However, different regions in the continent are currently at different stages of information and communication technology (ICT) implementation, and thus the open source software can act as an eye opener for the software industry. Open source software is distributed by the proprietary software companies that have a copyright giving them the exclusive rights to publish, copy, modify and distribute the software.

 

It is therefore eligible in the face of rapidly changing technological advancements, and the exorbitant cost of proprietary hardware and software solutions, which discriminate against Africa in its attempt to participate in Information and Communications Technologies (ICTs) for development, hence the need for Free and Open Source Software (FOSS).

 

This is a global trend toward FOSS solutions emerging in the local market, since it has become a viable, cost effective and sustainable option for Africa’s participation in ICTs for development. It has challenged the preconceptions on how software is produced and distributed. But because they are not yet hooked, Africans represent the greatest threat to software companies.

 

Not only is there the threat that they might open source from the beginning and never get hooked on proprietary software, but even worse is the possible consequence of Africa going free and open source. The ‘public relation’ effect of Africa successfully going open source would also impact upon US and European markets and would accelerate the collapse of, say, Microsoft\'s formerly stable income stream.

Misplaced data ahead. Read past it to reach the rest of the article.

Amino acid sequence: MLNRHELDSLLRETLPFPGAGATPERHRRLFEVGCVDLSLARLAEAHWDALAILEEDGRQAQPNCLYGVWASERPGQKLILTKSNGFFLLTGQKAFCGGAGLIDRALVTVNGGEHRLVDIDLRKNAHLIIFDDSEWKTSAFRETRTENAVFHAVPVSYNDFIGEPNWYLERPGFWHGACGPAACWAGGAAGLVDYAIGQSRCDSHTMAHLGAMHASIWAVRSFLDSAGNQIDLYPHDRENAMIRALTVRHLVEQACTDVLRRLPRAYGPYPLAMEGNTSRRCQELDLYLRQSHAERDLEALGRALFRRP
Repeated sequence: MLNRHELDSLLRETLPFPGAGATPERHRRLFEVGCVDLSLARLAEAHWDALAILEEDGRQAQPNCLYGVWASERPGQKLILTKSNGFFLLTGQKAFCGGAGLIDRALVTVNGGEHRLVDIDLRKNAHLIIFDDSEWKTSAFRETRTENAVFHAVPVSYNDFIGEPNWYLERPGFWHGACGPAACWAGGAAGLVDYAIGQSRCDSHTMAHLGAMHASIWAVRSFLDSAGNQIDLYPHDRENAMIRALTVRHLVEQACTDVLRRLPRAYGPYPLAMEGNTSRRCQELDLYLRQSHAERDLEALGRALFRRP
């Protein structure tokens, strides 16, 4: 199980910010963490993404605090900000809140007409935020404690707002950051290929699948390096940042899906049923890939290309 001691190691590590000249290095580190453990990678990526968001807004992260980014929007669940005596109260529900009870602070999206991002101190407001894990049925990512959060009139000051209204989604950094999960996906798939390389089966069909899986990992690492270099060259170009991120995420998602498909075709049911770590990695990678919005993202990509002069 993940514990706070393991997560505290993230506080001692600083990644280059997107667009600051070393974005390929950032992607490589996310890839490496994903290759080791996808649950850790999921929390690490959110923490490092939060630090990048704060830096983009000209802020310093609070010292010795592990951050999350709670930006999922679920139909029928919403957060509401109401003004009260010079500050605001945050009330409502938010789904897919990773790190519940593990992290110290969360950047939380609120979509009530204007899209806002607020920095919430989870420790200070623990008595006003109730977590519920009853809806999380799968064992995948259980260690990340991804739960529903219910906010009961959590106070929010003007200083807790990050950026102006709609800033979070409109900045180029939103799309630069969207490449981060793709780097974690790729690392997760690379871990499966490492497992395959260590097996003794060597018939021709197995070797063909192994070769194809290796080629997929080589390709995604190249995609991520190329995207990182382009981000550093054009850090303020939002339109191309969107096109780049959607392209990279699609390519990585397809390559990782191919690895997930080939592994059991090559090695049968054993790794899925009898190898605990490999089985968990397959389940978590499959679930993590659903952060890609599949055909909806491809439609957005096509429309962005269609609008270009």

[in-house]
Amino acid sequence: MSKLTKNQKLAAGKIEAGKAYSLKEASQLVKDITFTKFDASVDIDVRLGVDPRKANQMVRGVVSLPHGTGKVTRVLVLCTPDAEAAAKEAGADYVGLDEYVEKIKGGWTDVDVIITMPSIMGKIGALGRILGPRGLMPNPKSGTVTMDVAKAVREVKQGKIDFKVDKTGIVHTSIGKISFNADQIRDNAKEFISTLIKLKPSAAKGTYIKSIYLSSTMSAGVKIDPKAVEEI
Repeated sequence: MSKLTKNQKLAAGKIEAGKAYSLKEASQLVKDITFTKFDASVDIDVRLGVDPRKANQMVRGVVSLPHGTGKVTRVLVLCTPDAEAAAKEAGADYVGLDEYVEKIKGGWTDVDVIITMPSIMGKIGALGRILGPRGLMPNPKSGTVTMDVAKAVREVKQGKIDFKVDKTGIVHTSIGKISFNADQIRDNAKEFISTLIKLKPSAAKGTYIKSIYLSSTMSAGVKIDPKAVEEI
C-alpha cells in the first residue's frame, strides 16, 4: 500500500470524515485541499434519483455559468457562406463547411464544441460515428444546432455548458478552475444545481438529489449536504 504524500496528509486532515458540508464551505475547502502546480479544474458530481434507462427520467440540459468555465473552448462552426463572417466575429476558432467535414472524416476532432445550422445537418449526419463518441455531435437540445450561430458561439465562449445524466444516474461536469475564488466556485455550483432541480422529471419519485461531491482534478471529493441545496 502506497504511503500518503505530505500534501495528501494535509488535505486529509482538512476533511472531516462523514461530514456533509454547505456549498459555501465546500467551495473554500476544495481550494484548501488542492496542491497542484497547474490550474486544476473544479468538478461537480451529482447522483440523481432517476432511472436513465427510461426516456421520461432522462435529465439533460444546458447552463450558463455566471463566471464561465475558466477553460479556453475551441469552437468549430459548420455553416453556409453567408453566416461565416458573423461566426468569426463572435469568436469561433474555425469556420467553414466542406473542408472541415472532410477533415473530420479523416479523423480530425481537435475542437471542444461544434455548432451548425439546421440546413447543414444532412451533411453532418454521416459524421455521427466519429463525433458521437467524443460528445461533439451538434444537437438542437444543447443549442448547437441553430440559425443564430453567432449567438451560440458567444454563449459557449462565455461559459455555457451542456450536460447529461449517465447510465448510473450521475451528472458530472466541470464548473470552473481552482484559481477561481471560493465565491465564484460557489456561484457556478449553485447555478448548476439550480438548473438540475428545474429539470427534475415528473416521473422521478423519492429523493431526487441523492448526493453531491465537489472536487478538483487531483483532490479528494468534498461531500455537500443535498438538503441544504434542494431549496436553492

If Africa went free and open source, African open source companies could become the world\'s leaders and could then invade the US market and other market segments in the world where the uptake of the technology is high.

 

There are three alternatives. Firstly, is to mandate open source as many European institutions have already done. This will kick-start an African IT industry and would earn foreign exchange to create a world-beating industry.

 

Secondly, governments and the private sector could sponsor and encourage a free and open source industry while allowing some institutions to adopt proprietary software. This will lead the growth of proprietary software companies. A case in point is Thailand where the existence of a government-supported cheap computer with Linux installed has led to Microsoft offering unbeatable deals for Windows XP.